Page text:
An Unconventional Idea for Fred's Unconventional Campaign
By Bruce Walker
November 5, 2007
The pundits and media are once again telling those of us in Flyover Country what a bad job Fred Thompson is doing as a presidential candidate. Aside from his campaign staff in disarray, his wife running his campaign, and his low energy level, Fred has committed a "gaffe" in New Hampshire by stating that no state legislature had yet passed a law permitting gay marriage, when the New Hampshire Legislature, alone among the states, had passed a law permitting civil unions and the governor had signed that bill into law.
Poor Fred couldn't get his facts straight! Except...he did get them straight. Civil unions are intended to have the same legal effect as marriage, but these civil unions are not marriages. That matters - a lot - to social conservatives. Marriages, to social conservatives, are religious as much as legal. Leaving out "marriage" and allowing civil unions, purely secular relationships, is not the same thing at all.
Getting it straight with conservatives matters a lot. Battleground polls consistently and accurately show that about sixty percent of Americans consider themselves conservative, while only about thirty-five percent of Americans consider themselves liberal. That is why none of the Democratic candidates is campaigning as a liberal, but rather campaigning against the so-called "Far Right." That is also why Fred Thompson, who may soon be the only serious conservative standing, is not only the favorite to win the Republican nomination but also the general election.
Although Republicans respect Rudy, they still have reservations about him. They will vote for him because he is a good guy and because he could beat Hillary. McCain, of course, has longstanding problems with conservatives and Romney just has not caught fire with conservatives either. Brownback and Tancredo have already left the race, and Hunter is probably not far behind. That leaves Huckabee, and the more we learn about him, the more some conservatives are going to mistrust him.
Huckabee appears to have been very soft on illegal immigration as Governor of Arkansas, and his conservatism sounds, often, more like the Populism of William Jennings Bryan than the conservatism of Ronald Reagan. Mike has gotten a bounce, and he has worked hard for it, but the closer inspection he gets, the more conservatives may shy away from him.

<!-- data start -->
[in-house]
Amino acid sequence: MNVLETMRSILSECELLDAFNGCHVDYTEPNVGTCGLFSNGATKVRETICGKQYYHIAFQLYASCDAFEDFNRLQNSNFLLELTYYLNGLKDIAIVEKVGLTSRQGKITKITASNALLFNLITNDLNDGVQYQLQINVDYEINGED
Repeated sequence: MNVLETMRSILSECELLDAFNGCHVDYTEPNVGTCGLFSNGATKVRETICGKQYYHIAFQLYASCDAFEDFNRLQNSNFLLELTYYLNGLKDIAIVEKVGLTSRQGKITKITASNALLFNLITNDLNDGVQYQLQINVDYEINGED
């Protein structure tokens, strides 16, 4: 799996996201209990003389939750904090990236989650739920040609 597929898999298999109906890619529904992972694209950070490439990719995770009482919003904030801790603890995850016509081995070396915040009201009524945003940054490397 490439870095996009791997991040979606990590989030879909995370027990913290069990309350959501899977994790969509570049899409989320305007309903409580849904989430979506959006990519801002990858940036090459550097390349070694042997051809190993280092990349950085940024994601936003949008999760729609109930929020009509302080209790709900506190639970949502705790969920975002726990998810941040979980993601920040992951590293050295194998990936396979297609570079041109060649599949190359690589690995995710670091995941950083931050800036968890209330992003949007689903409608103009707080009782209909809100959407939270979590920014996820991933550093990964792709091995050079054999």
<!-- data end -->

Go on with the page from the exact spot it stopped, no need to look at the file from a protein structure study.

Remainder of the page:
Thompson, by contrast, is the real deal. He has taken genuinely courageous stands, like telling President Bush that he should pardon Scooter Libby and raising money for his legal defense or like tackling Social Security - the program that seems to make all Republicans into sheep - and actually calling for a limitation on benefits. Moreover, Thompson is perceived as conservative more than any of the top tier Republicans.
Things actually are working out pretty well for Fred now. Led by state Senator McClintock, a leading conservative, many California Republican state legislators have endorsed Fred and while that might not help Thompson carry California in the general election, it could prove very important in the California primary, which Rudy must win. Nationally, Fred continues to run just about even with Rudy in the Rasmussen Poll, and it is logical that the support which went to men like Tancredo and Brownback will probably end up with Thompson.
Fred has run an unconventional campaign, which has driven the inside the beltway crowd nuts. But it has worked. And Fred is a "finisher." In his race for the Senate in Tennessee, he came from nowhere against a very popular Democrat to win easily. Underestimating Fred Thompson is one of the easiest - and most dangerous - mistakes to make.
For his unconventional campaign, I have an unconventional suggestion: normally the presidential nominee, after winning the nomination, picks his running mate and announces it to the world. No one has voted for this guy (or gal) and so the running mate is up to whoever happens to win the nomination. Fred, why not announce right now who your nominee will be? That would immediately focus attention back on the Thompson campaign and catch all the pundits and journalists off balance.
I would pick John Kasich as my running mate, if I were Thompson. He is well known, well liked, rightly considered decent and down to earth. The name of his Fox News program, "Heartland," conveys exactly the sort of values and persona that those of us in Flyover Country, who will elect Thompson as president a year from now, want.
Kasich could also start campaigning all over the country right now and very effectively. He and Thompson could each start separately campaigning in key states, multiplying the power of campaigning time. Kasich, critically, is also from Ohio and could help Thompson carry Ohio in the general election. Picking Kasich now would make Thompson's unorthodox campaign even more unorthodox, and I bet Americans would love it.
Bruce Walker is a long-time conservative writer whose work is published regularly at popular conservative sites such as American Thinker.